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I am a Licensed Professional Counselor Associate (LPCA) in North Carolina. I received my master’s degree in The Southern Baptist Theological Seminary in biblical counseling. I completed additional professional counseling courses through Liberty University and Southeastern Baptist Theological Seminary for licensing purposes.
I primarily work with teens and adults who are dealing with stress, anxiety, depression, eating disorders, compulsive behaviors, and difficult life transitions.
My therapeutic approach draws on insights and techniques from Cognitive Behavioral Therapy (CBT), Acceptance and Commitment Therapy (ACT), and Dialectic Behavioral Therapy (DBT).
Given my theological training, I often work with clients who express a desire for Christian counseling.
My counseling experience includes both individual and group counseling, and I have worked with a variety of life stages and demographics. As a part of my graduate school program, I enjoyed counseling undergraduate, graduate students, and young adults. I also worked with an inpatient program for women who chose to exit the adult entertainment industry or who had been rescued from trafficking. Post-graduate work includes counseling in a local church and mental health setting. I have a special interest in providing counseling for adolescents in the foster care system as they adjust to new relationships and life transitions.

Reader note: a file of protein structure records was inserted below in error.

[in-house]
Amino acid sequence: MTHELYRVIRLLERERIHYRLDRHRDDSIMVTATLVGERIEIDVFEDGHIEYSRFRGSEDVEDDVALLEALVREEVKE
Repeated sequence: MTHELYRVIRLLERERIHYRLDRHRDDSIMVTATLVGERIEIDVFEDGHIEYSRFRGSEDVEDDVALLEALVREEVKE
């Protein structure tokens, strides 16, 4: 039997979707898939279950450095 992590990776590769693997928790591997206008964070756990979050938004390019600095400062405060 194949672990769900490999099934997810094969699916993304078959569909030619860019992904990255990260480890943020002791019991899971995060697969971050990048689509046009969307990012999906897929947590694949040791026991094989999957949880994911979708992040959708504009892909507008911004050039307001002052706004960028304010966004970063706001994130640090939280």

Outside my professional counseling work, I love serving as a court-appointed child advocate (Guardian Ad Litem) for Wake County. I also facilitate a support group for individuals with eating disorders.
Cognitive Behavioral Therapy (CBT) is a present-oriented therapy focused on the relationship between thought patterns, emotional experience, and actions. CBT can help you to identify and alter negative patterns to gain significant improvement all three areas.
Acceptance and Commitment Therapy (ACT) is a mindfulness-based approach that promotes the pursuit of a meaningful life based on personal beliefs and values even through the existence of suffering and pain. This approach aims at six core aspects: acceptance, cognitive diffusion, being present, self as context, values, and committed action.
Dialectical Behavioral Therapy (DBT) is a support-oriented, cognitive-based approach that teaches therapeutic skills in four focus areas: mindfulness, interpersonal effectiveness, distress tolerance, and emotional regulation. Standard DBT therapy utilized by certified DBT therapists must include patient participation in DBT group therapy; however, many therapists integrate DBT skill-training into individual counseling sessions for patients who do not attend group counseling.
Christian Counseling is an approach that prioritizes personal faith as an essential part of healing. Therapy flows from biblical principles and may incorporate psychological techniques that fit with the framework of a biblical worldview.